Did you know that Ag is over a 1-billion-dollar enterprise in Michigan?

Amy Reddinger & Jesse Traub

The Upper Peninsula is home to thousands of farms and agricultural businesses, and the biggest crops in the UP are seed potatoes and hay. While family farms are still prevalent throughout our region, there are also new, cutting-edge jobs in agriculture available.

Want to take your family farm into the 21st century and beyond? Interested in being a research technician? Want to get your hands dirty as a horticulture specialist? Maybe you’d like to learn more about how drone and data technology are being used in agriculture today?

An exciting new partnership has been created between the Institute of Agricultural Technology (IAT) at Michigan State University and Bay College to allow you to study the science and technology of agriculture from at home in the UP. This combined associate degree and certificate program provides students with a solid background in plant and soil science, precision agriculture, water management, plant pathology and business management. Students will be technically-prepared, career-ready graduates in agricultural operations upon completion.

Median hourly wage in Michigan (2019):
Agricultural Manager: $31.37
Agricultural Inspector: $25.83
Supervisor in Farming, Fishing and Forestry: $18.49

Agriculture: A Changing Industry

US workforce at the beginning of the 20th century, but as farm production consolidated to larger and larger farms, today farmers account for 1% (1.75% in Michigan) of all those employed. However, the agricultural industry itself has continued to grow: approximately 21% of Michigan’s jobs are in an agriculture-related field. Jobs in seed production, equipment maintenance, food processing, marketing, and many other segments all support the agricultural endeavor of our state.

On a nation-wide level, the US agriculture sector has nearly 60,000 skilled openings each year, but only 35,000 graduates to fill them. The US Department of Agriculture’s National Institute of Food and Agriculture Director Sonny Ramaswamy warned in January 2017, “Nearly 40% of jobs in the food, agricultural and environmental sciences will go unfilled in the next five years.”

Although it has a reputation for being a bit stuck in the past, agriculture has always used the latest advances from the wider world of technology. Agriculture was the first to make practical use of genetics and an early adopter of mechanization and the discoveries of chemistry. Agriculture continues to make use of new technologies today, including big data, GIS, autonomous vehicles, and genetic engineering. The agriculture program prepares its students to take advantage of the latest advances in agricultural technology and gives them a greater understanding of the current state of the industry.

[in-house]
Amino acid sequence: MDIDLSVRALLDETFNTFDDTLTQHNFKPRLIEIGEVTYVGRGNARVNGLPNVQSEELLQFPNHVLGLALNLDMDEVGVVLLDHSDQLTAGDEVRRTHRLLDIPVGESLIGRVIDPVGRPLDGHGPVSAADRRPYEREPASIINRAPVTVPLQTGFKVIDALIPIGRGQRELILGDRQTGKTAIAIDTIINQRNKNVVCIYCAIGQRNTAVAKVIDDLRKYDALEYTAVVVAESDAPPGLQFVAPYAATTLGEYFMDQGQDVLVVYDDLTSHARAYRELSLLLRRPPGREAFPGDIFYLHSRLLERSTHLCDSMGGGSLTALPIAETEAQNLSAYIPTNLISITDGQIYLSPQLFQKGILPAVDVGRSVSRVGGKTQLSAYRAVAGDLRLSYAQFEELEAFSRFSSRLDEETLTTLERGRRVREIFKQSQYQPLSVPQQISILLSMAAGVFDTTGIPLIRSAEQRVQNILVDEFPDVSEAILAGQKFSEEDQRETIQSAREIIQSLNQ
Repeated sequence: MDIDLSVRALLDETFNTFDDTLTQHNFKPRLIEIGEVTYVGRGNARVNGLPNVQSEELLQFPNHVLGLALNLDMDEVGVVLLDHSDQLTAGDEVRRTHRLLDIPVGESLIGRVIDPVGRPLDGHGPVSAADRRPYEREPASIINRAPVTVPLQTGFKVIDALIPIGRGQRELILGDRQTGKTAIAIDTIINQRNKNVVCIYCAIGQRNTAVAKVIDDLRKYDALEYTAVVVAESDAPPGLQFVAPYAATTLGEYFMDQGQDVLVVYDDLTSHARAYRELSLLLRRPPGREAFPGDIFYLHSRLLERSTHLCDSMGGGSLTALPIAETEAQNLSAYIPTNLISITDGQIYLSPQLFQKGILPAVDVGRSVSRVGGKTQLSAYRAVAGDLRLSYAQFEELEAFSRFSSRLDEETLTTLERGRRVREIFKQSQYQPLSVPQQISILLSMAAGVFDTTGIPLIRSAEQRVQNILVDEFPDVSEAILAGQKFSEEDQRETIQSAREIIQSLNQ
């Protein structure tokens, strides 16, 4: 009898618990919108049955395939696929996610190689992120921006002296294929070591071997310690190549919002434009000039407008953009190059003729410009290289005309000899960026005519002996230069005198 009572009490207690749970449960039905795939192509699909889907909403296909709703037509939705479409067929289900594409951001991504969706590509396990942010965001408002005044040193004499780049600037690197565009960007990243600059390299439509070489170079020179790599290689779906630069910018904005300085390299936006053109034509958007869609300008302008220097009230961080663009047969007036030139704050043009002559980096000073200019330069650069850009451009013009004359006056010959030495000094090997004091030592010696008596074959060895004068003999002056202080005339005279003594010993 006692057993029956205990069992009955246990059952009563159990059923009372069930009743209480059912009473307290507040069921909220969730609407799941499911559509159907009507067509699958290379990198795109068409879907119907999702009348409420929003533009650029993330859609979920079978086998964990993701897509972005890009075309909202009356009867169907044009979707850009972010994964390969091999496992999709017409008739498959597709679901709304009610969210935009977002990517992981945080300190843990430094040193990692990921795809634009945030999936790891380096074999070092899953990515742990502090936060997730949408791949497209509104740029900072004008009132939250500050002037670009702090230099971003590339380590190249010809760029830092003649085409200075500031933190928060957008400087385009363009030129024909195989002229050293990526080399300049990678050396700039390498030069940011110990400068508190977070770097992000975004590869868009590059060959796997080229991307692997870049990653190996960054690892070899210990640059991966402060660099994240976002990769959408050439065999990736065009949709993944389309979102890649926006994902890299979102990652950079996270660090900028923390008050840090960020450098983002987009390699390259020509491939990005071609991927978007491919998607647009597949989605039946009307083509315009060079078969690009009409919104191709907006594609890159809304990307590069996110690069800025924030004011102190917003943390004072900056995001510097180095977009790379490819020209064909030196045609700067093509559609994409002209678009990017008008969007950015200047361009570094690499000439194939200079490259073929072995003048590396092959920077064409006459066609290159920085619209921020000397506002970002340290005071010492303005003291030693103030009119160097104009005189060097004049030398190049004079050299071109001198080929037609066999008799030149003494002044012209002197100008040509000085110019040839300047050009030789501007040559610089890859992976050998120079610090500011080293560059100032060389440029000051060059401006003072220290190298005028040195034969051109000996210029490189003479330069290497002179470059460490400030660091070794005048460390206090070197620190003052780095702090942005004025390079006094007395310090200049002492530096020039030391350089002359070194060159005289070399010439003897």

Ways technology and education work to inform the current agriculture industry:

Precision agriculture

Two technologies — global positioning systems (GPS) and geographic information systems (GIS) — are indispensable features of the smartphones and navigation systems we use every day. They have also revolutionized farming, by combining real-time data collection and positioning systems to map fields and yields and guide tractors.

On-board GPS has made it possible to work in conditions like fog and darkness that used to impair farmers. GIS helps identify specific areas of the field that need irrigation, fertilizer, or pesticide treatments, making for a more efficient and environmentally friendly farm. The accuracy of these technologies have allowed farmers to create detailed maps of problem-areas in their fields and accurately navigate and plan them out year after year.

Rise of the robots

Given the adoption of geospatial systems, it’s not surprising that the agriculture industry has also begun exploring the use of drone technology in crop production. It’s big business: drone company PwC estimates the market for drones in farming at $32.4 billion.

Drones can be used for soil and field analysis before crops are planted, which is then used to plan irrigation and fertilizer application. Unlike satellites, drones can collect data continually, much more cheaply, and with more flexibility for problematic weather conditions.

On the horizon are “ag-bots” that can harvest crops, pick fruit, weed, and perform other laborious and complex tasks in the fields. These robots are already in experimental testing. Eventually, “swarms” of robots could tend fields while monitoring soil and plant quality, with little human oversight.

For more information about our Agriculture Operations Program, please contact Jesse Traub, program coordinator at 906-217-4196 or by emailing [email protected].